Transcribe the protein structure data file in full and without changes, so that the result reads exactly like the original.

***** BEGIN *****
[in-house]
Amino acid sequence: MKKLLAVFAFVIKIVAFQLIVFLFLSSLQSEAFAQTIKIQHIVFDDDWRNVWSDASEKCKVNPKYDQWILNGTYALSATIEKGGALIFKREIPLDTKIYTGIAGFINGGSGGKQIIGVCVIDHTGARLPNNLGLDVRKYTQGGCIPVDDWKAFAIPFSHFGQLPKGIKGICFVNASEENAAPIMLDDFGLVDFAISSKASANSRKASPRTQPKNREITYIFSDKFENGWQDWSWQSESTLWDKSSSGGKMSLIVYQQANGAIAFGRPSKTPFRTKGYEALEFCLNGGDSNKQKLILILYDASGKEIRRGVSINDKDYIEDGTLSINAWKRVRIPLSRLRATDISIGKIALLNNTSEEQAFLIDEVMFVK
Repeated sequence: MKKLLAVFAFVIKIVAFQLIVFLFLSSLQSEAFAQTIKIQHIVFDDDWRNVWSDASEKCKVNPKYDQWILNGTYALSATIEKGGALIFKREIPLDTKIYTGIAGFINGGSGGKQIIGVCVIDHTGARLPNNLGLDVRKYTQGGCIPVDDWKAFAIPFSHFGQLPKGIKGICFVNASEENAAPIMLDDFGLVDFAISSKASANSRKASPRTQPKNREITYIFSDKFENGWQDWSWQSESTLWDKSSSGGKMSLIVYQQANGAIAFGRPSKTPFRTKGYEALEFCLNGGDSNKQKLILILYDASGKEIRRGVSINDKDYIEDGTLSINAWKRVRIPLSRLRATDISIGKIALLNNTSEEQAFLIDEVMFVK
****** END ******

[in-house]
Amino acid sequence: MKKLLAVFAFVIKIVAFQLIVFLFLSSLQSEAFAQTIKIQHIVFDDDWRNVWSDASEKCKVNPKYDQWILNGTYALSATIEKGGALIFKREIPLDTKIYTGIAGFINGGSGGKQIIGVCVIDHTGARLPNNLGLDVRKYTQGGCIPVDDWKAFAIPFSHFGQLPKGIKGICFVNASEENAAPIMLDDFGLVDFAISSKASANSRKASPRTQPKNREITYIFSDKFENGWQDWSWQSESTLWDKSSSGGKMSLIVYQQANGAIAFGRPSKTPFRTKGYEALEFCLNGGDSNKQKLILILYDASGKEIRRGVSINDKDYIEDGTLSINAWKRVRIPLSRLRATDISIGKIALLNNTSEEQAFLIDEVMFVK
Repeated sequence: MKKLLAVFAFVIKIVAFQLIVFLFLSSLQSEAFAQTIKIQHIVFDDDWRNVWSDASEKCKVNPKYDQWILNGTYALSATIEKGGALIFKREIPLDTKIYTGIAGFINGGSGGKQIIGVCVIDHTGARLPNNLGLDVRKYTQGGCIPVDDWKAFAIPFSHFGQLPKGIKGICFVNASEENAAPIMLDDFGLVDFAISSKASANSRKASPRTQPKNREITYIFSDKFENGWQDWSWQSESTLWDKSSSGGKMSLIVYQQANGAIAFGRPSKTPFRTKGYEALEFCLNGGDSNKQKLILILYDASGKEIRRGVSINDKDYIEDGTLSINAWKRVRIPLSRLRATDISIGKIALLNNTSEEQAFLIDEVMFVK